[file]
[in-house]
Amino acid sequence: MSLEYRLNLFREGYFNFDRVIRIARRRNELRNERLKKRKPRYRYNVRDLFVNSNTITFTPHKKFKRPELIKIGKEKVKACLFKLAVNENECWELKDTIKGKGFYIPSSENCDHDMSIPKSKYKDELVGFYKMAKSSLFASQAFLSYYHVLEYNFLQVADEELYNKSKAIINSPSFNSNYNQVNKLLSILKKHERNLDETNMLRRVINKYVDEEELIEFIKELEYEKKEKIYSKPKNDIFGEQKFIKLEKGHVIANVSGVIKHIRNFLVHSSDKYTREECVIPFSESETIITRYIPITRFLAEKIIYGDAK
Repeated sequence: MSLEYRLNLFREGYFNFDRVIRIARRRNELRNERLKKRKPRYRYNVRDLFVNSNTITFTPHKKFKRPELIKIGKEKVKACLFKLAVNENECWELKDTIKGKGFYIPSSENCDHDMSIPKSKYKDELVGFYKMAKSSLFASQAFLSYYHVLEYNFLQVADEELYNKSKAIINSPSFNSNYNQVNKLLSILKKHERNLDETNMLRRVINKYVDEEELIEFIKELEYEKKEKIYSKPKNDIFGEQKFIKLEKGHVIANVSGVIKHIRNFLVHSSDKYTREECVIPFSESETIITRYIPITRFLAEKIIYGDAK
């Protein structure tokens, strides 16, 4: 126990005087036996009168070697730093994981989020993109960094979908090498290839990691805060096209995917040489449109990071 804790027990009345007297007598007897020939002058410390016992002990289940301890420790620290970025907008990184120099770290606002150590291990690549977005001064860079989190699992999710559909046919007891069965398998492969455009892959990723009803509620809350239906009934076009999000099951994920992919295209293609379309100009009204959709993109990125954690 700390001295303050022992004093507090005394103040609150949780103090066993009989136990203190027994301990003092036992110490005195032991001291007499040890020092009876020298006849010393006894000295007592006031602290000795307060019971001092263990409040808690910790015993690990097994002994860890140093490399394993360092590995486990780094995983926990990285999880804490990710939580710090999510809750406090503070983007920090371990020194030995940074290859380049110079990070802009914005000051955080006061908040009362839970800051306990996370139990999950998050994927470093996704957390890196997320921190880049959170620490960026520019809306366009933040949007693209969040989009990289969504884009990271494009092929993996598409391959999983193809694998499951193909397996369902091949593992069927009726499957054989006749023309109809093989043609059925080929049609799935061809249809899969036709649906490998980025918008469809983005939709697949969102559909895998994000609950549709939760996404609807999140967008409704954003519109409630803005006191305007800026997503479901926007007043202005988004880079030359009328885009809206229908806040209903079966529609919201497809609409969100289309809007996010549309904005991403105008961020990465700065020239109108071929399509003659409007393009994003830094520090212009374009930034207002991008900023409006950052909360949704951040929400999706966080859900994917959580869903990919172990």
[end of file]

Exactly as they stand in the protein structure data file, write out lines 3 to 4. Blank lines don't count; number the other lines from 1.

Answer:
Repeated sequence: MSLEYRLNLFREGYFNFDRVIRIARRRNELRNERLKKRKPRYRYNVRDLFVNSNTITFTPHKKFKRPELIKIGKEKVKACLFKLAVNENECWELKDTIKGKGFYIPSSENCDHDMSIPKSKYKDELVGFYKMAKSSLFASQAFLSYYHVLEYNFLQVADEELYNKSKAIINSPSFNSNYNQVNKLLSILKKHERNLDETNMLRRVINKYVDEEELIEFIKELEYEKKEKIYSKPKNDIFGEQKFIKLEKGHVIANVSGVIKHIRNFLVHSSDKYTREECVIPFSESETIITRYIPITRFLAEKIIYGDAK
């Protein structure tokens, strides 16, 4: 126990005087036996009168070697730093994981989020993109960094979908090498290839990691805060096209995917040489449109990071 804790027990009345007297007598007897020939002058410390016992002990289940301890420790620290970025907008990184120099770290606002150590291990690549977005001064860079989190699992999710559909046919007891069965398998492969455009892959990723009803509620809350239906009934076009999000099951994920992919295209293609379309100009009204959709993109990125954690 700390001295303050022992004093507090005394103040609150949780103090066993009989136990203190027994301990003092036992110490005195032991001291007499040890020092009876020298006849010393006894000295007592006031602290000795307060019971001092263990409040808690910790015993690990097994002994860890140093490399394993360092590995486990780094995983926990990285999880804490990710939580710090999510809750406090503070983007920090371990020194030995940074290859380049110079990070802009914005000051955080006061908040009362839970800051306990996370139990999950998050994927470093996704957390890196997320921190880049959170620490960026520019809306366009933040949007693209969040989009990289969504884009990271494009092929993996598409391959999983193809694998499951193909397996369902091949593992069927009726499957054989006749023309109809093989043609059925080929049609799935061809249809899969036709649906490998980025918008469809983005939709697949969102559909895998994000609950549709939760996404609807999140967008409704954003519109409630803005006191305007800026997503479901926007007043202005988004880079030359009328885009809206229908806040209903079966529609919201497809609409969100289309809007996010549309904005991403105008961020990465700065020239109108071929399509003659409007393009994003830094520090212009374009930034207002991008900023409006950052909360949704951040929400999706966080859900994917959580869903990919172990």